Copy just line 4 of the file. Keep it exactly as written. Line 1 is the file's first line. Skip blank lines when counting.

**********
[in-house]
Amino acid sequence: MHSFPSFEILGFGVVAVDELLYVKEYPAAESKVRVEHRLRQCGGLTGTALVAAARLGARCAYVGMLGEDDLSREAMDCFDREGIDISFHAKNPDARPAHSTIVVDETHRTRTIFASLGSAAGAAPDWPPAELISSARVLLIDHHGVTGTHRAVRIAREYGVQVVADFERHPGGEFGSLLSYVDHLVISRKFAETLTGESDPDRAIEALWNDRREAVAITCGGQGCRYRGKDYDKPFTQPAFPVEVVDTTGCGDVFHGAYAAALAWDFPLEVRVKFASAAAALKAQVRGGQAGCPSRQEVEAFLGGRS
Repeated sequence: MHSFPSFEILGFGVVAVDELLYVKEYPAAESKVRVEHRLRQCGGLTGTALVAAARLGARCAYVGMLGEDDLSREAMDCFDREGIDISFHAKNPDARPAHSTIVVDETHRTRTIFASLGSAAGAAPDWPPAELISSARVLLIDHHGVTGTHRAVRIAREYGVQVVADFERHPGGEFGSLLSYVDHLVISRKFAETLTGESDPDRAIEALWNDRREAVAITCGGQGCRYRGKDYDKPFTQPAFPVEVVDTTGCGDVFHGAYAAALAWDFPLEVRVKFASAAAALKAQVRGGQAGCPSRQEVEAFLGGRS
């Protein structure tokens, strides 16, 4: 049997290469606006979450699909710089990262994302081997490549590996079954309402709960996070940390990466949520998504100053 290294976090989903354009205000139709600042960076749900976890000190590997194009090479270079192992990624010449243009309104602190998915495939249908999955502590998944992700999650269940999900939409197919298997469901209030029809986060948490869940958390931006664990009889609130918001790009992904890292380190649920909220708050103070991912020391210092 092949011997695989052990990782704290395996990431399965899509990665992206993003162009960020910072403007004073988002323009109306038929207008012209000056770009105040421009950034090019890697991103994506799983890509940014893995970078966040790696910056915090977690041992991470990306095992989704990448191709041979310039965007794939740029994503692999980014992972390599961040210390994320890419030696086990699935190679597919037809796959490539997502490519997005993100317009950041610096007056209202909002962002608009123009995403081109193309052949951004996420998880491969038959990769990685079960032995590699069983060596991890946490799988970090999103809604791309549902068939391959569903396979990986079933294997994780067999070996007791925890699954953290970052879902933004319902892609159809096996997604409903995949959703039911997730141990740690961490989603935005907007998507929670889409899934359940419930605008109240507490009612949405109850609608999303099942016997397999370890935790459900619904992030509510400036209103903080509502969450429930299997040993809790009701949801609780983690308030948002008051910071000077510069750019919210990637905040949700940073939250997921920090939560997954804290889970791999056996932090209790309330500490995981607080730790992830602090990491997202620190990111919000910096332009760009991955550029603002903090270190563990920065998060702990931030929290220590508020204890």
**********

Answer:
């Protein structure tokens, strides 16, 4: 049997290469606006979450699909710089990262994302081997490549590996079954309402709960996070940390990466949520998504100053 290294976090989903354009205000139709600042960076749900976890000190590997194009090479270079192992990624010449243009309104602190998915495939249908999955502590998944992700999650269940999900939409197919298997469901209030029809986060948490869940958390931006664990009889609130918001790009992904890292380190649920909220708050103070991912020391210092 092949011997695989052990990782704290395996990431399965899509990665992206993003162009960020910072403007004073988002323009109306038929207008012209000056770009105040421009950034090019890697991103994506799983890509940014893995970078966040790696910056915090977690041992991470990306095992989704990448191709041979310039965007794939740029994503692999980014992972390599961040210390994320890419030696086990699935190679597919037809796959490539997502490519997005993100317009950041610096007056209202909002962002608009123009995403081109193309052949951004996420998880491969038959990769990685079960032995590699069983060596991890946490799988970090999103809604791309549902068939391959569903396979990986079933294997994780067999070996007791925890699954953290970052879902933004319902892609159809096996997604409903995949959703039911997730141990740690961490989603935005907007998507929670889409899934359940419930605008109240507490009612949405109850609608999303099942016997397999370890935790459900619904992030509510400036209103903080509502969450429930299997040993809790009701949801609780983690308030948002008051910071000077510069750019919210990637905040949700940073939250997921920090939560997954804290889970791999056996932090209790309330500490995981607080730790992830602090990491997202620190990111919000910096332009760009991955550029603002903090270190563990920065998060702990931030929290220590508020204890």